This article first appeared in The Press as 'Viewing Rita Angus with Leo's eyes' on 26 May 2015
In 1938 Leo Bensemann and one of his closest friends, Lawrence Baigent, moved into a studio flat at 97 Cambridge Terrace right across the road from the Bridge of Remembrance. This move was to prove a watershed moment in Bensemann's artistic career providing the stimulus he needed to hone his skills as an artist not least due to the fact that the painter Rita Angus rented the flat right next door. In many ways both Angus and Bensemann were at the top of their game in 1938 when this portrait of Rita was completed. Angus had painted her most celebrated painting Cass just two years earlier in 1936 while Bensemann's brilliance as a graphic artist had been firmly established with the publication of his stunning book, Fantastica: Thirteen Drawings, by the Caxton Press in 1937. This book rates as one of the most important New Zealand artist's books from the 20th century.
The Cambridge Terrace flats had become something of a cultural hub by 1938, a place where Christchurch's artists, writers, composers and musicians of the day regularly socialised. These included such well-known figures as Louise Henderson, Olivia Spencer Bower, Allen and Betty Curnow, Francis Shurrock, Frederick and Evelyn Page, Denis Glover and Douglas Lilburn. As Peter Simpson has noted, with Angus and Bensemann working in such close proximity their interests began to merge and they repeatedly began to draw and paint not only each other but Baigent and the numerous visitors to the studios as well.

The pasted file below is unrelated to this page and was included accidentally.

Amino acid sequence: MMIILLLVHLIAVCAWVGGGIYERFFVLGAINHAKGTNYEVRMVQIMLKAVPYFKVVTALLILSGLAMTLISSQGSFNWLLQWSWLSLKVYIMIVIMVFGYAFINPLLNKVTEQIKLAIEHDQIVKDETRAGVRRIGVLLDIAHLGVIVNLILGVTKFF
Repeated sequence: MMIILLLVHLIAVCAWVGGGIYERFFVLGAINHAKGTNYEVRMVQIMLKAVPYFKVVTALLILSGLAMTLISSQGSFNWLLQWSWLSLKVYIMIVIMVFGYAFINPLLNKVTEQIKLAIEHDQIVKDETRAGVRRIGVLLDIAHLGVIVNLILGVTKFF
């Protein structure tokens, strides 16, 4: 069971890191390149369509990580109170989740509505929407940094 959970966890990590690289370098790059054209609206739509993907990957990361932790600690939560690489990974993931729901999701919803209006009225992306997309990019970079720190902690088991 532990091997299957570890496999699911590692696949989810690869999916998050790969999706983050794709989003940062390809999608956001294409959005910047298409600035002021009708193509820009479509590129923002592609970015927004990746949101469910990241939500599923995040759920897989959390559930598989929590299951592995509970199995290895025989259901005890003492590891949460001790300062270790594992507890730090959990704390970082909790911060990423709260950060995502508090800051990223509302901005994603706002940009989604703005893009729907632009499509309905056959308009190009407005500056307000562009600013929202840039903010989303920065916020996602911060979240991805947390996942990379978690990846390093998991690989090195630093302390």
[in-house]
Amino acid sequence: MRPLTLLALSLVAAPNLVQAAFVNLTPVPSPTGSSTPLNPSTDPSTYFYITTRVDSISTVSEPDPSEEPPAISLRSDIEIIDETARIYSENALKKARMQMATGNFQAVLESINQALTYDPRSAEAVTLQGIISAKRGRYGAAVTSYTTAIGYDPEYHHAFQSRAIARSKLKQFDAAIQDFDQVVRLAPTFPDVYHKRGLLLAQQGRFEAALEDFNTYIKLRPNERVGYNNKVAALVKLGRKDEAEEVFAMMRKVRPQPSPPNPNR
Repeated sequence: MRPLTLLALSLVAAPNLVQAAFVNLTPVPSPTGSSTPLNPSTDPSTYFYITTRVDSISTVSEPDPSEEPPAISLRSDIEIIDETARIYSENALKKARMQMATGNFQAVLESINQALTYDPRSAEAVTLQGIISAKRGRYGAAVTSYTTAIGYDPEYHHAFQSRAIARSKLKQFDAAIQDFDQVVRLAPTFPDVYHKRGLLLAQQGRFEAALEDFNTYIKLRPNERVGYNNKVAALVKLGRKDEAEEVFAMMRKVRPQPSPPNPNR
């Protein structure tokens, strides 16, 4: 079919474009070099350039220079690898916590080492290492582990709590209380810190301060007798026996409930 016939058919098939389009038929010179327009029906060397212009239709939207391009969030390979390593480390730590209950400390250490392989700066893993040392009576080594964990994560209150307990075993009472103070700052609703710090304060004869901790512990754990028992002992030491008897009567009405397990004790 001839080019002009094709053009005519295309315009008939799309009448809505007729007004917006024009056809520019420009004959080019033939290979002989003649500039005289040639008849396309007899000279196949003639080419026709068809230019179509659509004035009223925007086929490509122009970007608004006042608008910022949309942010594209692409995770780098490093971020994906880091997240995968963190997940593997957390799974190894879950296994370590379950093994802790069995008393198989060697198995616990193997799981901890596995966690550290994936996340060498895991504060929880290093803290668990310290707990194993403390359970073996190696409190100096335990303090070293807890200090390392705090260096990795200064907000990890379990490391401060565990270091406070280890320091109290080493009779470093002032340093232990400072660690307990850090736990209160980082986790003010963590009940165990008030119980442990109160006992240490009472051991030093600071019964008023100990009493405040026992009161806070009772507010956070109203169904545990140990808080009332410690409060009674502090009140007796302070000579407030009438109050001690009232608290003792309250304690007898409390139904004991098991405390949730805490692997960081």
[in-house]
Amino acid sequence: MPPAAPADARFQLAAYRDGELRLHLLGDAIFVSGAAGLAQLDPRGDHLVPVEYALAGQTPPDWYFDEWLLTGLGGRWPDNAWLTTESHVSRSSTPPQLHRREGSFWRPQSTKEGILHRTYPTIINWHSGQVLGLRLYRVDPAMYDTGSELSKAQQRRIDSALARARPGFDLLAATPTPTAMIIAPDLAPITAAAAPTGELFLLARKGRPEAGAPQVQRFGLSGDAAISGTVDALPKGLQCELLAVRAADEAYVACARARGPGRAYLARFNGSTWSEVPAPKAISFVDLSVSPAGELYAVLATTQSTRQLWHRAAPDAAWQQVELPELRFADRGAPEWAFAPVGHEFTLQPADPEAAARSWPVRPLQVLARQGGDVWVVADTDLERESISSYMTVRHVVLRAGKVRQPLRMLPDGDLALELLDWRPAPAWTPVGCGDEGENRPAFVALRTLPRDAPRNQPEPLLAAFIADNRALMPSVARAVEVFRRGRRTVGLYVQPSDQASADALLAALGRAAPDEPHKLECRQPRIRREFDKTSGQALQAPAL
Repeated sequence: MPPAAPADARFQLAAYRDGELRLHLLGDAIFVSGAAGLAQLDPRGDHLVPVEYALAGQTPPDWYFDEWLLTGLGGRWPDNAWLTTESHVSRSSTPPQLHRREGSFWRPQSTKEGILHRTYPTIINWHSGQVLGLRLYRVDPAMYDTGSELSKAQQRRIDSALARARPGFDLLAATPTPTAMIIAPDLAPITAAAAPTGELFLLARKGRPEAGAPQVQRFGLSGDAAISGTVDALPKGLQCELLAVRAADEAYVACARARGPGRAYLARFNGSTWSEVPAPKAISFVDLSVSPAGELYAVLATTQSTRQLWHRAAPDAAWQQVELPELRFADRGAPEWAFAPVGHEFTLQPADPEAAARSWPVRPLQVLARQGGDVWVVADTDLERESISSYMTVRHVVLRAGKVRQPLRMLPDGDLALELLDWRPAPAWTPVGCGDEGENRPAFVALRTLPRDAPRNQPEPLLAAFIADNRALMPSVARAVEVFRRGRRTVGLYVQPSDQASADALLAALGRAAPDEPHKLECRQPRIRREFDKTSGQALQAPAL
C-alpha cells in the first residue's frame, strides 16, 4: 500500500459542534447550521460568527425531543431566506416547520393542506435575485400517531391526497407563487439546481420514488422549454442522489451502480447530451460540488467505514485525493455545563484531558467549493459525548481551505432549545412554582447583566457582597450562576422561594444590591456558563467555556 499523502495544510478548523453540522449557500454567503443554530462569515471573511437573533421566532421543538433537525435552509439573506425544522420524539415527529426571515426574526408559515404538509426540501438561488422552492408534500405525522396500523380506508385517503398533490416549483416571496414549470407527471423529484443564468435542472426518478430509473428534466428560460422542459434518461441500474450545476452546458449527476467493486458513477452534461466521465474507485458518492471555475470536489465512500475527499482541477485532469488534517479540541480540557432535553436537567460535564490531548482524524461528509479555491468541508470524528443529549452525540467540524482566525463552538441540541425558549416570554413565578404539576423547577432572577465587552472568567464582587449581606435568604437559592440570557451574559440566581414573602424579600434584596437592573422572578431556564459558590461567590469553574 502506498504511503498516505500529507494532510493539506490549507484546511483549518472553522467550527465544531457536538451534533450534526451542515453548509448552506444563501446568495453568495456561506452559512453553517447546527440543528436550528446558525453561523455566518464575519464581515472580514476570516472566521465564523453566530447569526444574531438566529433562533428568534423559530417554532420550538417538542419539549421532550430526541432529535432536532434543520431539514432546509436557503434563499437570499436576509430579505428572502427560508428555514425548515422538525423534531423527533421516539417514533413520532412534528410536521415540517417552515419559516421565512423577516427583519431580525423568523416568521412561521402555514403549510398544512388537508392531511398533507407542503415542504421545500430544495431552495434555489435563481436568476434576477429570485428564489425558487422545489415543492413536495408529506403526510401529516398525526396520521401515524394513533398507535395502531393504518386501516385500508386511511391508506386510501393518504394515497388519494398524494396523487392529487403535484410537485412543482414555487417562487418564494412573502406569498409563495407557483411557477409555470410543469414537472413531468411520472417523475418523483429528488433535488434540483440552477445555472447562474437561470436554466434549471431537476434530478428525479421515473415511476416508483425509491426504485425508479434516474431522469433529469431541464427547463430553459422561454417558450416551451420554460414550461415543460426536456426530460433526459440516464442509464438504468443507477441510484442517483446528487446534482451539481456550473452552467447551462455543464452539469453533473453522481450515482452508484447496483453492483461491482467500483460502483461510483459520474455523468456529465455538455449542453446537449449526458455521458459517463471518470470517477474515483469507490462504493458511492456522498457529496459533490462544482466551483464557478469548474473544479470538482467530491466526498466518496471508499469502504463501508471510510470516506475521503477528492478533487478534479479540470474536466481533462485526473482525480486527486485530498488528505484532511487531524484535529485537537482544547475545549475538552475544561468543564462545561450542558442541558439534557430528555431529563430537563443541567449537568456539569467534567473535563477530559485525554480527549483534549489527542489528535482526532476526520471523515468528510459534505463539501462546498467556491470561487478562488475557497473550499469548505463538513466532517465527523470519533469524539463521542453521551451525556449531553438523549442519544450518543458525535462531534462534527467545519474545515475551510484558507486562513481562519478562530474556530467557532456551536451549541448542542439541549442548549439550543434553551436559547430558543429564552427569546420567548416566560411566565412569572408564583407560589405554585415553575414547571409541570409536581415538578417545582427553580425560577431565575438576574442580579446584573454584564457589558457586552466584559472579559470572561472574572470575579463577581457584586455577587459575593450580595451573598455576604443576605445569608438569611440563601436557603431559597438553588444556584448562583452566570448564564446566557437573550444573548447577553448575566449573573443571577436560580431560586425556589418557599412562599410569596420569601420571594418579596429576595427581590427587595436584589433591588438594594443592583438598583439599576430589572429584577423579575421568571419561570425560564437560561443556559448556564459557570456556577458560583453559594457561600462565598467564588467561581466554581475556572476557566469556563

Bensemann's skill as a draftsman is readily apparent in this pencil drawing with each mark or stroke of the pencil being carefully considered and thought out. The drawing combines elegant mark making: sharp lines defining the profile of Angus's face, softer lines the hair, jersey and chair, all of which are emphasised further by delicate shading effects. The result is a drawing of outstanding quality providing an incredible portrait of one of New Zealand's most significant artists. For me it rates as one of the most beautiful drawings in the Gallery's collection.
Bensemann provides us with an intimate study of Angus and this same study was used as a starting point for an oil painting portrait by Bensemann that, remarkably, remained unfinished. Bensemann himself described Angus as '...a golden person to be with, relaxed, warm, human...' qualities that certainly come through in this drawing. You'll get the chance to see this portrait in person at the Christchurch Art Gallery when we re-open this summer. There it will take pride of place in a focused display including Angus, Louise Henderson and Frances Hodgkins titled 'A Room of One's Own'.